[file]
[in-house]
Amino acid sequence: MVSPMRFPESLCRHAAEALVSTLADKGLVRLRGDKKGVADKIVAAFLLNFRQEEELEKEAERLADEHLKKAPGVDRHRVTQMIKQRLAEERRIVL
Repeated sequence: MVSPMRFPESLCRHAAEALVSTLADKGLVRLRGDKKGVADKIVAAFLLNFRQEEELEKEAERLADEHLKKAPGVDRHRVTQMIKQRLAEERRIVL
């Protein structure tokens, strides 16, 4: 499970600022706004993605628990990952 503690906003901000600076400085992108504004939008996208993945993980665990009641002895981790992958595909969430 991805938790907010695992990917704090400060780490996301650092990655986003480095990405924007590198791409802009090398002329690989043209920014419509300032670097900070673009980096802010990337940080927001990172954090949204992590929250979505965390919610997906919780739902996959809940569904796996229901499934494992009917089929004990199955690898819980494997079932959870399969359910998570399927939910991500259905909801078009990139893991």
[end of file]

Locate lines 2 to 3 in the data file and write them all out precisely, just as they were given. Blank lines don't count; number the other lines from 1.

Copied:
Amino acid sequence: MVSPMRFPESLCRHAAEALVSTLADKGLVRLRGDKKGVADKIVAAFLLNFRQEEELEKEAERLADEHLKKAPGVDRHRVTQMIKQRLAEERRIVL
Repeated sequence: MVSPMRFPESLCRHAAEALVSTLADKGLVRLRGDKKGVADKIVAAFLLNFRQEEELEKEAERLADEHLKKAPGVDRHRVTQMIKQRLAEERRIVL